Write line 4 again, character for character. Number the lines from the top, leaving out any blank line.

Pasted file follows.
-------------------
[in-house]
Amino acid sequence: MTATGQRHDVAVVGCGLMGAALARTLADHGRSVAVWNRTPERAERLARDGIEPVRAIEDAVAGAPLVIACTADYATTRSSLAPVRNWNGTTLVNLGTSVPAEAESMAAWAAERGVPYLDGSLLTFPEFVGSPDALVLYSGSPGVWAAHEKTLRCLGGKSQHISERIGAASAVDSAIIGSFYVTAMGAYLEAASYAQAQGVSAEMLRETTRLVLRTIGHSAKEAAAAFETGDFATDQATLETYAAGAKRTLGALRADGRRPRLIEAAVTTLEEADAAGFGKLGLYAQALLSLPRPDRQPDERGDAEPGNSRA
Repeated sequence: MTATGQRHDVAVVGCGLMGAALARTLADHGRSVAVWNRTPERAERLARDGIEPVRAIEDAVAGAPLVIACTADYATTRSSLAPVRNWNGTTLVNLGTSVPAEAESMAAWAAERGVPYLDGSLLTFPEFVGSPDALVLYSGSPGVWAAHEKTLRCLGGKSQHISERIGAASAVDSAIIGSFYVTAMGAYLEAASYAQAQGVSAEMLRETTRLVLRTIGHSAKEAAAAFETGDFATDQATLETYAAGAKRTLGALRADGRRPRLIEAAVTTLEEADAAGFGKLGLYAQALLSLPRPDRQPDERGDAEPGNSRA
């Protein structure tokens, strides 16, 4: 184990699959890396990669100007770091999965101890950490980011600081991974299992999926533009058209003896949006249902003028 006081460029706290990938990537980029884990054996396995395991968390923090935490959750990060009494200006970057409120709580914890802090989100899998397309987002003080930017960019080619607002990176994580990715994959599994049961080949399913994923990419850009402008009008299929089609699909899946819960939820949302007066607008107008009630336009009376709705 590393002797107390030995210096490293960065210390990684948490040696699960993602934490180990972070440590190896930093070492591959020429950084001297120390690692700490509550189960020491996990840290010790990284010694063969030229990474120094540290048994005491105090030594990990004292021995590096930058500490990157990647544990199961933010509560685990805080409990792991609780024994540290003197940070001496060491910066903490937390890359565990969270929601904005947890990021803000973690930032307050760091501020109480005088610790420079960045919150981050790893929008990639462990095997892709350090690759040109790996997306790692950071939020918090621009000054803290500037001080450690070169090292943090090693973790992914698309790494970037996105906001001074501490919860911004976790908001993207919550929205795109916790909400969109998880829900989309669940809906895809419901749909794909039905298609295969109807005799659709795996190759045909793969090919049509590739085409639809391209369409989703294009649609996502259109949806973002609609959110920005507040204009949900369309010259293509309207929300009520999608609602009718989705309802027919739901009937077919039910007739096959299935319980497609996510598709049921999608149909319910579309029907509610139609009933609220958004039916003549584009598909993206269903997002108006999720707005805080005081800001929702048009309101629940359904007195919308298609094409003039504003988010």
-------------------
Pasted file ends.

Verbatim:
């Protein structure tokens, strides 16, 4: 184990699959890396990669100007770091999965101890950490980011600081991974299992999926533009058209003896949006249902003028 006081460029706290990938990537980029884990054996396995395991968390923090935490959750990060009494200006970057409120709580914890802090989100899998397309987002003080930017960019080619607002990176994580990715994959599994049961080949399913994923990419850009402008009008299929089609699909899946819960939820949302007066607008107008009630336009009376709705 590393002797107390030995210096490293960065210390990684948490040696699960993602934490180990972070440590190896930093070492591959020429950084001297120390690692700490509550189960020491996990840290010790990284010694063969030229990474120094540290048994005491105090030594990990004292021995590096930058500490990157990647544990199961933010509560685990805080409990792991609780024994540290003197940070001496060491910066903490937390890359565990969270929601904005947890990021803000973690930032307050760091501020109480005088610790420079960045919150981050790893929008990639462990095997892709350090690759040109790996997306790692950071939020918090621009000054803290500037001080450690070169090292943090090693973790992914698309790494970037996105906001001074501490919860911004976790908001993207919550929205795109916790909400969109998880829900989309669940809906895809419901749909794909039905298609295969109807005799659709795996190759045909793969090919049509590739085409639809391209369409989703294009649609996502259109949806973002609609959110920005507040204009949900369309010259293509309207929300009520999608609602009718989705309802027919739901009937077919039910007739096959299935319980497609996510598709049921999608149909319910579309029907509610139609009933609220958004039916003549584009598909993206269903997002108006999720707005805080005081800001929702048009309101629940359904007195919308298609094409003039504003988010």